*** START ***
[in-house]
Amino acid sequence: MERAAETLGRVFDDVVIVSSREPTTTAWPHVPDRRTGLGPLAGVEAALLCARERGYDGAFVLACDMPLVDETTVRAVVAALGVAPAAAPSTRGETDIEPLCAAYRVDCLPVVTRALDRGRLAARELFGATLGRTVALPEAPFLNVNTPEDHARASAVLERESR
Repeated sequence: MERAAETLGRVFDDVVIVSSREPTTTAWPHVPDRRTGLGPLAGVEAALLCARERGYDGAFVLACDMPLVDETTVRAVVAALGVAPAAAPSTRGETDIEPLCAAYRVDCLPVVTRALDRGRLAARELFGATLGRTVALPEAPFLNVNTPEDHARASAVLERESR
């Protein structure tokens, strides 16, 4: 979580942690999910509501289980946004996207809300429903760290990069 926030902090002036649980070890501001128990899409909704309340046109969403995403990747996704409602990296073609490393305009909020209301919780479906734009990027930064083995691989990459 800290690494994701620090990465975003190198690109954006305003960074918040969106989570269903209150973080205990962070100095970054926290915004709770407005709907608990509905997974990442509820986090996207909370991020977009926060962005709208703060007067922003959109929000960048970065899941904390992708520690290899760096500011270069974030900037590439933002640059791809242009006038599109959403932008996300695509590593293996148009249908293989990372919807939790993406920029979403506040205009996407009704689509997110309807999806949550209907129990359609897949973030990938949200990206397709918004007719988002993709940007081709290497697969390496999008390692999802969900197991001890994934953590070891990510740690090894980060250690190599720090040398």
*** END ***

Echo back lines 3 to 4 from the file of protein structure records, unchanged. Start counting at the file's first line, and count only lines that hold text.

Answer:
Repeated sequence: MERAAETLGRVFDDVVIVSSREPTTTAWPHVPDRRTGLGPLAGVEAALLCARERGYDGAFVLACDMPLVDETTVRAVVAALGVAPAAAPSTRGETDIEPLCAAYRVDCLPVVTRALDRGRLAARELFGATLGRTVALPEAPFLNVNTPEDHARASAVLERESR
């Protein structure tokens, strides 16, 4: 979580942690999910509501289980946004996207809300429903760290990069 926030902090002036649980070890501001128990899409909704309340046109969403995403990747996704409602990296073609490393305009909020209301919780479906734009990027930064083995691989990459 800290690494994701620090990465975003190198690109954006305003960074918040969106989570269903209150973080205990962070100095970054926290915004709770407005709907608990509905997974990442509820986090996207909370991020977009926060962005709208703060007067922003959109929000960048970065899941904390992708520690290899760096500011270069974030900037590439933002640059791809242009006038599109959403932008996300695509590593293996148009249908293989990372919807939790993406920029979403506040205009996407009704689509997110309807999806949550209907129990359609897949973030990938949200990206397709918004007719988002993709940007081709290497697969390496999008390692999802969900197991001890994934953590070891990510740690090894980060250690190599720090040398």